The fact therefore must be that the individuals themselves, each in his own personal and sovereign right, entered into a compact with each other to produce a government: and this is the only mode in which governments have a right to arise, and the only principle on which they have a right to exist.

-Thomas Paine.

Time to me is so precious that with great difficulty can I steal one hour in eight days, either to satisfy myself or to gratify my friends.-John Knox.

HEY that love beyond the world can not be separated by it. Death can not kill what never dies.

Nor can spirits ever be divided, that love and live in the same divine principle, the root and record, of their friendship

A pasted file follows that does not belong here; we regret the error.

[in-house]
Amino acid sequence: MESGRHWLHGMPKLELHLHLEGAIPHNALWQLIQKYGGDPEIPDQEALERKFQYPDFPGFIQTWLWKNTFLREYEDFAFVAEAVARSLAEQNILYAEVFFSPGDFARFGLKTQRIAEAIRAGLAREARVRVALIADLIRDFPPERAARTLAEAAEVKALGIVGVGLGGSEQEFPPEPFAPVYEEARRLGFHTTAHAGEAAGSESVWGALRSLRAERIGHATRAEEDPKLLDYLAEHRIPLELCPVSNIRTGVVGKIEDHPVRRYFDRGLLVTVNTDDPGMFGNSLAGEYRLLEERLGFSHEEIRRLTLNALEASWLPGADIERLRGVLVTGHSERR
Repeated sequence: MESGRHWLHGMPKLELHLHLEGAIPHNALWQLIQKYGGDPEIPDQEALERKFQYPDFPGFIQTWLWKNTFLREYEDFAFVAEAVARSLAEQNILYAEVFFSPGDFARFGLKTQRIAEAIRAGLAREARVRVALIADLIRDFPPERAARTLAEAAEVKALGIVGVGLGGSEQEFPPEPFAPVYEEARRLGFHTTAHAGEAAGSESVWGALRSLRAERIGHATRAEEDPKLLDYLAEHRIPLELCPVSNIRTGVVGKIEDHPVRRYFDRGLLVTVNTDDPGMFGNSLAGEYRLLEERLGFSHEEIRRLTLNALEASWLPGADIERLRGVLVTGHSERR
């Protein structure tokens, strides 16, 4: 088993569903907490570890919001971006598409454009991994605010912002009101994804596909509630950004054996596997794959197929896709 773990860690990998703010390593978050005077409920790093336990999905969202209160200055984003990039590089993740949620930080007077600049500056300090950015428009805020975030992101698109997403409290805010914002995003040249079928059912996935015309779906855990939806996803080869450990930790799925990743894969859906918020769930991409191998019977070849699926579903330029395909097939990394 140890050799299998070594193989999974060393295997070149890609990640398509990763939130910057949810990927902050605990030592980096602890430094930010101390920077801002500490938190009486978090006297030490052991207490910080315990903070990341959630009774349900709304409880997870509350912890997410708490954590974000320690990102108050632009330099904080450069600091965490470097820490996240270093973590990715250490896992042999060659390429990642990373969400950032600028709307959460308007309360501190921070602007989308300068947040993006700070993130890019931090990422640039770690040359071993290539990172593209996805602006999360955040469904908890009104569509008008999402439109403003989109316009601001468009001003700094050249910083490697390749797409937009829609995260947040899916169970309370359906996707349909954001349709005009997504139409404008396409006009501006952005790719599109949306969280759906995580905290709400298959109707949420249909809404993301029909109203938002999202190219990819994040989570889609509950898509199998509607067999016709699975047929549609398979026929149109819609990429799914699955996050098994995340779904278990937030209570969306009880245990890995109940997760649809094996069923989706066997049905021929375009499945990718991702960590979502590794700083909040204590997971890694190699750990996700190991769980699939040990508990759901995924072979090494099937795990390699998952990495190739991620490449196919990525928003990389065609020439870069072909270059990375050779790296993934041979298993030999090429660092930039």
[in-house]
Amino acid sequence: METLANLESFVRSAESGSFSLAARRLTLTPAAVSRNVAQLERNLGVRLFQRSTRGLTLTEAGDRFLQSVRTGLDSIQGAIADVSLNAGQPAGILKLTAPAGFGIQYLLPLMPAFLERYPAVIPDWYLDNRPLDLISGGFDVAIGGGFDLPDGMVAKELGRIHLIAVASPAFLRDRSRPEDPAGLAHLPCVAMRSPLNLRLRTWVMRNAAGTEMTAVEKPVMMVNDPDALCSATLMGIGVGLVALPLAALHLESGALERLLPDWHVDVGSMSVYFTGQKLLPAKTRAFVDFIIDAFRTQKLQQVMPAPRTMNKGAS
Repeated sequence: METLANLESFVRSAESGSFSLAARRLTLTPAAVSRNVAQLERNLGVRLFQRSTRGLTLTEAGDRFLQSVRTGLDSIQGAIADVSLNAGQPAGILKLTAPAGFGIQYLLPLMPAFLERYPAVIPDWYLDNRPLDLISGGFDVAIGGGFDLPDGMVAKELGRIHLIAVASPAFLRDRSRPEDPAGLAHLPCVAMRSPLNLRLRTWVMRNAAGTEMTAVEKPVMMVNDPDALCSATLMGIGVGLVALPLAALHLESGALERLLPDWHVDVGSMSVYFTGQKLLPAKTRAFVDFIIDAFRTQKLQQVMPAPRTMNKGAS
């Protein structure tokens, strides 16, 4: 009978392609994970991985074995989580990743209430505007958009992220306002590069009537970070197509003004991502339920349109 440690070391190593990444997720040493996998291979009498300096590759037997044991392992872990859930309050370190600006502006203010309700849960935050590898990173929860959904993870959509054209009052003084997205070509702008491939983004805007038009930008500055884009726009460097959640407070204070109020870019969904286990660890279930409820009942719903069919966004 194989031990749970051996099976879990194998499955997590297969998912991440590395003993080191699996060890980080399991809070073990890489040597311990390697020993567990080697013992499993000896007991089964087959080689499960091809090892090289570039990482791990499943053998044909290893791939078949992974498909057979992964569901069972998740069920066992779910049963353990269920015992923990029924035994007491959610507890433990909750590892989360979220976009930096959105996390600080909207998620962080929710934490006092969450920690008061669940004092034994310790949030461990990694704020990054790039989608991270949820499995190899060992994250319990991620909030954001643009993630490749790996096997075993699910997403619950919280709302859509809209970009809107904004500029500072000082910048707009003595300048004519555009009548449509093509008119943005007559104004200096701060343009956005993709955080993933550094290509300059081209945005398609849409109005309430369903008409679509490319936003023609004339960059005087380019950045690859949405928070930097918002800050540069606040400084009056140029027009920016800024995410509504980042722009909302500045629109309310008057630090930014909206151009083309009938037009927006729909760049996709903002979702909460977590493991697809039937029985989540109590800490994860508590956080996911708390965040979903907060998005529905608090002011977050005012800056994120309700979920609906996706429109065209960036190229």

Death is but crossing the world, as friends do the seas; they live in one another still...

This is the comfort of friends, that though they may be said to die, yet their friendship and society are, in the best sense, ever present because immortal.-William Penn.

Man can not degrade woman without himself falling into degradation; he can not elevate her without at the same time elevating himself.

-Alexander Walker.

However dull a woman may be, she will understand all there is in love; however intelligent a man may be, he will never know but half of it.-Madame Fée.

HAT Nature is always right, is an assertion, artistically, as untrue, as it is one whose truth is universally taken for granted. Nature is very rarely right, to such an extent even, that it might almost be said that Nature is usually wrong: that is to say, the condition of things that shall bring about the perfection of harmony worthy a picture is rare, and not common at all.